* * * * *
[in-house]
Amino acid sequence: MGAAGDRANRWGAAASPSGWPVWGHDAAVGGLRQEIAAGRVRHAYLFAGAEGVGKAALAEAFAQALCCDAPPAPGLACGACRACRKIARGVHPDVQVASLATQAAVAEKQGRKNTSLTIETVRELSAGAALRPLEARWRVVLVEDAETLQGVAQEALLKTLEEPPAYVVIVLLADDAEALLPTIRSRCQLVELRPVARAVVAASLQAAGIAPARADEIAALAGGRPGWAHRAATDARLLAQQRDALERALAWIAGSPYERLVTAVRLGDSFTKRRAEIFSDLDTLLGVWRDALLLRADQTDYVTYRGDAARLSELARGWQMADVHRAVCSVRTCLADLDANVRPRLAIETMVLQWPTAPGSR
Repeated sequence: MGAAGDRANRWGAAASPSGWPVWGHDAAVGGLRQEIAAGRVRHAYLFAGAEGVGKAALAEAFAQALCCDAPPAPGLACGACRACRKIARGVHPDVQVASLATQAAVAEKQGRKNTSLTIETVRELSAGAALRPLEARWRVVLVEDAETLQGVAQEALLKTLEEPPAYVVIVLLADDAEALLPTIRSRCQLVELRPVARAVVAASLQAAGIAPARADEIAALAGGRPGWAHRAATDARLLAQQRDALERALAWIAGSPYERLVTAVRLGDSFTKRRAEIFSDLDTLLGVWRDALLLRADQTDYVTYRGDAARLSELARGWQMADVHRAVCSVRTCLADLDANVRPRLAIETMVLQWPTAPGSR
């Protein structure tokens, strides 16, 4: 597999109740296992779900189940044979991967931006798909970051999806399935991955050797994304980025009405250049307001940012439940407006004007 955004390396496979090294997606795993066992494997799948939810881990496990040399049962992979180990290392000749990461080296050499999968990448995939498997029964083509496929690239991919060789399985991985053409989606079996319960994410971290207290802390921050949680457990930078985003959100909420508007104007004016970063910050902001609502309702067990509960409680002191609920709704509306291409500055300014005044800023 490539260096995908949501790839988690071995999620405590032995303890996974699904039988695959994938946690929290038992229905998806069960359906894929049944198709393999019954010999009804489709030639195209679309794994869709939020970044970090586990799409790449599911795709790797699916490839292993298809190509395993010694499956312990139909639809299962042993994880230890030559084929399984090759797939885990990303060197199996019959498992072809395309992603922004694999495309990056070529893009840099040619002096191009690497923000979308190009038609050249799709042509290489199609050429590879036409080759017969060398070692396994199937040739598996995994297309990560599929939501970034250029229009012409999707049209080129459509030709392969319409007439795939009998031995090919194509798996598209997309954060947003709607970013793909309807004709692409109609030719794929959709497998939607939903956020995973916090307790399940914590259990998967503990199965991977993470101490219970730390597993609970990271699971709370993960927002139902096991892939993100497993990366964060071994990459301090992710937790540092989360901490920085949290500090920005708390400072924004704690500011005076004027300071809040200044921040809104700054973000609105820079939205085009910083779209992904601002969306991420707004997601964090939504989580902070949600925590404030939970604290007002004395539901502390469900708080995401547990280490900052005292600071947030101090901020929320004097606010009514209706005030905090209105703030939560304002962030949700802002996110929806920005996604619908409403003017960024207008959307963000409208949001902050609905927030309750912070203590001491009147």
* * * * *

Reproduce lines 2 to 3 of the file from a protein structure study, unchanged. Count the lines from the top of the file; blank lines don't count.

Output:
Amino acid sequence: MGAAGDRANRWGAAASPSGWPVWGHDAAVGGLRQEIAAGRVRHAYLFAGAEGVGKAALAEAFAQALCCDAPPAPGLACGACRACRKIARGVHPDVQVASLATQAAVAEKQGRKNTSLTIETVRELSAGAALRPLEARWRVVLVEDAETLQGVAQEALLKTLEEPPAYVVIVLLADDAEALLPTIRSRCQLVELRPVARAVVAASLQAAGIAPARADEIAALAGGRPGWAHRAATDARLLAQQRDALERALAWIAGSPYERLVTAVRLGDSFTKRRAEIFSDLDTLLGVWRDALLLRADQTDYVTYRGDAARLSELARGWQMADVHRAVCSVRTCLADLDANVRPRLAIETMVLQWPTAPGSR
Repeated sequence: MGAAGDRANRWGAAASPSGWPVWGHDAAVGGLRQEIAAGRVRHAYLFAGAEGVGKAALAEAFAQALCCDAPPAPGLACGACRACRKIARGVHPDVQVASLATQAAVAEKQGRKNTSLTIETVRELSAGAALRPLEARWRVVLVEDAETLQGVAQEALLKTLEEPPAYVVIVLLADDAEALLPTIRSRCQLVELRPVARAVVAASLQAAGIAPARADEIAALAGGRPGWAHRAATDARLLAQQRDALERALAWIAGSPYERLVTAVRLGDSFTKRRAEIFSDLDTLLGVWRDALLLRADQTDYVTYRGDAARLSELARGWQMADVHRAVCSVRTCLADLDANVRPRLAIETMVLQWPTAPGSR